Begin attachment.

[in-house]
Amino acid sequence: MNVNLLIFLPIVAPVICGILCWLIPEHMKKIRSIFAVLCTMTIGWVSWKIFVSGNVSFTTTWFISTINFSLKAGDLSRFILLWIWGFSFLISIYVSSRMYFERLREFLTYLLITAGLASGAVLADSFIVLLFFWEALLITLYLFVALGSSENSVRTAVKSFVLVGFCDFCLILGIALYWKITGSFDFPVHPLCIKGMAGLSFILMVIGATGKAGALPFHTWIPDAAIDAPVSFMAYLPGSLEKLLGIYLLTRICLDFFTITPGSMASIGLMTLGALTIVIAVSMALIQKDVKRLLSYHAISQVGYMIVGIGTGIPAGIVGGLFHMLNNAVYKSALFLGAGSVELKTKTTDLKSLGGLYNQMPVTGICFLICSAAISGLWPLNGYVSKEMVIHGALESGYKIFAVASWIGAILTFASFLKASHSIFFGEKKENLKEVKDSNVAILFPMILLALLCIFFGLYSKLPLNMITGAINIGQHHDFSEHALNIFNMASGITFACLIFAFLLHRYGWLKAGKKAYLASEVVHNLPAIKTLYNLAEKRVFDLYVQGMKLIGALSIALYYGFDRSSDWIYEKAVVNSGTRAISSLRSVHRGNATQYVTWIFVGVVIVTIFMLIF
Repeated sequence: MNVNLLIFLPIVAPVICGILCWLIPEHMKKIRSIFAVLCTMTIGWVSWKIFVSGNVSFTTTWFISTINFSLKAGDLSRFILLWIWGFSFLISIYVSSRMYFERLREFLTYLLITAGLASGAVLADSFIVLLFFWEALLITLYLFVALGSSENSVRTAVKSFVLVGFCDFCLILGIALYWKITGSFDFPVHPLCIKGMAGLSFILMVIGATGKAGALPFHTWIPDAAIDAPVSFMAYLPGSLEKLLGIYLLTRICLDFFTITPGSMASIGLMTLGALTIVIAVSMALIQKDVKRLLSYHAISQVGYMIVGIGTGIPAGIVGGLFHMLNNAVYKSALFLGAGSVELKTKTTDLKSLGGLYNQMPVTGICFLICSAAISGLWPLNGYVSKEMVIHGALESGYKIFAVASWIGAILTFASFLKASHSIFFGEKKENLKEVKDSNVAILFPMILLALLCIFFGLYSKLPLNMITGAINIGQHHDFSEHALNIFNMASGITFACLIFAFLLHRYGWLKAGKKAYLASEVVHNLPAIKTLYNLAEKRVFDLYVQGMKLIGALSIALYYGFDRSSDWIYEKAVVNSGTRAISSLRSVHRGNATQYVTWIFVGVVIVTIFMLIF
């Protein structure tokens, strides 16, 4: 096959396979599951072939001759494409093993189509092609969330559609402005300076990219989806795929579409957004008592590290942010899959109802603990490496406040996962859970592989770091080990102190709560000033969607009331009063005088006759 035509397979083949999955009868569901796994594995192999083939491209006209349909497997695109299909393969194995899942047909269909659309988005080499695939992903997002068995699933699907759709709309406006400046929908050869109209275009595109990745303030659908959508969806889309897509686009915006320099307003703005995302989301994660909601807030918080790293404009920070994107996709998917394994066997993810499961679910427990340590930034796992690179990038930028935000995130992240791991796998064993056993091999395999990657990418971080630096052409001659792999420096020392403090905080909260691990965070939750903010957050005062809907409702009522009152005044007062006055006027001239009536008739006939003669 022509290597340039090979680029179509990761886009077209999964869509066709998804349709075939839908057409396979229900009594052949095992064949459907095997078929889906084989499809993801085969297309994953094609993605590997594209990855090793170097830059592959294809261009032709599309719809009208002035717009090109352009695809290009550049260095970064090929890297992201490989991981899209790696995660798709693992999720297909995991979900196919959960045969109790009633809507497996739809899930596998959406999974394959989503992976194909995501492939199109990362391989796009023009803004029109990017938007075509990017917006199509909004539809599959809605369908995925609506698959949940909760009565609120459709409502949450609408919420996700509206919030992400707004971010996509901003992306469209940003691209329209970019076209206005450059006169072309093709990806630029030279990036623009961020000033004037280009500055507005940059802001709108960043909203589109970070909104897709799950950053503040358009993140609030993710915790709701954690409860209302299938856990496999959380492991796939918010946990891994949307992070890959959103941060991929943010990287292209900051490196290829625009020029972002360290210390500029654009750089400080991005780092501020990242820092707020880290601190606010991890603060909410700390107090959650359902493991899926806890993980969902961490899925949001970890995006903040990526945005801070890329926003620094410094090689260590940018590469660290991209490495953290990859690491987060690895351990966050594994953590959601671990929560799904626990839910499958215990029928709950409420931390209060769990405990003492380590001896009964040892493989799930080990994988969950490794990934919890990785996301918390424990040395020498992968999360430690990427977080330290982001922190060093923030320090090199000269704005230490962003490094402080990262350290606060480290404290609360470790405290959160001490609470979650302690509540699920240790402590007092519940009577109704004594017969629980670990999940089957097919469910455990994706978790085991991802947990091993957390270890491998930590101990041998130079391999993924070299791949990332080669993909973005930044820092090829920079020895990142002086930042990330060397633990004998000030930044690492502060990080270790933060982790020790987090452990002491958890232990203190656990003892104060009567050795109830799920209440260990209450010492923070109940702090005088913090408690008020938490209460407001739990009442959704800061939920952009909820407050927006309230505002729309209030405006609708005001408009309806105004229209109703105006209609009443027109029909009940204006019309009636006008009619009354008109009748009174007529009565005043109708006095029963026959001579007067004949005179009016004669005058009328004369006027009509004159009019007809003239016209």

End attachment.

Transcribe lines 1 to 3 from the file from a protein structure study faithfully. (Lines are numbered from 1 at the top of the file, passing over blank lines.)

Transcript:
[in-house]
Amino acid sequence: MNVNLLIFLPIVAPVICGILCWLIPEHMKKIRSIFAVLCTMTIGWVSWKIFVSGNVSFTTTWFISTINFSLKAGDLSRFILLWIWGFSFLISIYVSSRMYFERLREFLTYLLITAGLASGAVLADSFIVLLFFWEALLITLYLFVALGSSENSVRTAVKSFVLVGFCDFCLILGIALYWKITGSFDFPVHPLCIKGMAGLSFILMVIGATGKAGALPFHTWIPDAAIDAPVSFMAYLPGSLEKLLGIYLLTRICLDFFTITPGSMASIGLMTLGALTIVIAVSMALIQKDVKRLLSYHAISQVGYMIVGIGTGIPAGIVGGLFHMLNNAVYKSALFLGAGSVELKTKTTDLKSLGGLYNQMPVTGICFLICSAAISGLWPLNGYVSKEMVIHGALESGYKIFAVASWIGAILTFASFLKASHSIFFGEKKENLKEVKDSNVAILFPMILLALLCIFFGLYSKLPLNMITGAINIGQHHDFSEHALNIFNMASGITFACLIFAFLLHRYGWLKAGKKAYLASEVVHNLPAIKTLYNLAEKRVFDLYVQGMKLIGALSIALYYGFDRSSDWIYEKAVVNSGTRAISSLRSVHRGNATQYVTWIFVGVVIVTIFMLIF
Repeated sequence: MNVNLLIFLPIVAPVICGILCWLIPEHMKKIRSIFAVLCTMTIGWVSWKIFVSGNVSFTTTWFISTINFSLKAGDLSRFILLWIWGFSFLISIYVSSRMYFERLREFLTYLLITAGLASGAVLADSFIVLLFFWEALLITLYLFVALGSSENSVRTAVKSFVLVGFCDFCLILGIALYWKITGSFDFPVHPLCIKGMAGLSFILMVIGATGKAGALPFHTWIPDAAIDAPVSFMAYLPGSLEKLLGIYLLTRICLDFFTITPGSMASIGLMTLGALTIVIAVSMALIQKDVKRLLSYHAISQVGYMIVGIGTGIPAGIVGGLFHMLNNAVYKSALFLGAGSVELKTKTTDLKSLGGLYNQMPVTGICFLICSAAISGLWPLNGYVSKEMVIHGALESGYKIFAVASWIGAILTFASFLKASHSIFFGEKKENLKEVKDSNVAILFPMILLALLCIFFGLYSKLPLNMITGAINIGQHHDFSEHALNIFNMASGITFACLIFAFLLHRYGWLKAGKKAYLASEVVHNLPAIKTLYNLAEKRVFDLYVQGMKLIGALSIALYYGFDRSSDWIYEKAVVNSGTRAISSLRSVHRGNATQYVTWIFVGVVIVTIFMLIF